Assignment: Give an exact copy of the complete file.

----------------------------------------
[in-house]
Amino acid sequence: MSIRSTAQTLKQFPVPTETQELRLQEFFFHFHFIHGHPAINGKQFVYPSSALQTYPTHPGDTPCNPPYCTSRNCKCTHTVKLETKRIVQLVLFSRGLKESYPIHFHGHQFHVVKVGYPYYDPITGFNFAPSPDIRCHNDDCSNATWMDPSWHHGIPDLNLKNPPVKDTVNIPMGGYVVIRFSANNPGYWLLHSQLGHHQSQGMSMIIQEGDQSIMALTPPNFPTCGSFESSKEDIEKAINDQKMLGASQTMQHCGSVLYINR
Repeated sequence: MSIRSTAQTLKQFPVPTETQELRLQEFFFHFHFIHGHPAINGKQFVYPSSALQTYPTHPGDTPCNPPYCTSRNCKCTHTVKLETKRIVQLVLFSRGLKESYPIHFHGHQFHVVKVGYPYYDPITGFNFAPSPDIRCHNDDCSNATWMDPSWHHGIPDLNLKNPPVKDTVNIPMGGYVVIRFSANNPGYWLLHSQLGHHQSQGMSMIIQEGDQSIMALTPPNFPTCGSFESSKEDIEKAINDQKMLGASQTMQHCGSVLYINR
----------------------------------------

[in-house]
Amino acid sequence: MSIRSTAQTLKQFPVPTETQELRLQEFFFHFHFIHGHPAINGKQFVYPSSALQTYPTHPGDTPCNPPYCTSRNCKCTHTVKLETKRIVQLVLFSRGLKESYPIHFHGHQFHVVKVGYPYYDPITGFNFAPSPDIRCHNDDCSNATWMDPSWHHGIPDLNLKNPPVKDTVNIPMGGYVVIRFSANNPGYWLLHSQLGHHQSQGMSMIIQEGDQSIMALTPPNFPTCGSFESSKEDIEKAINDQKMLGASQTMQHCGSVLYINR
Repeated sequence: MSIRSTAQTLKQFPVPTETQELRLQEFFFHFHFIHGHPAINGKQFVYPSSALQTYPTHPGDTPCNPPYCTSRNCKCTHTVKLETKRIVQLVLFSRGLKESYPIHFHGHQFHVVKVGYPYYDPITGFNFAPSPDIRCHNDDCSNATWMDPSWHHGIPDLNLKNPPVKDTVNIPMGGYVVIRFSANNPGYWLLHSQLGHHQSQGMSMIIQEGDQSIMALTPPNFPTCGSFESSKEDIEKAINDQKMLGASQTMQHCGSVLYINR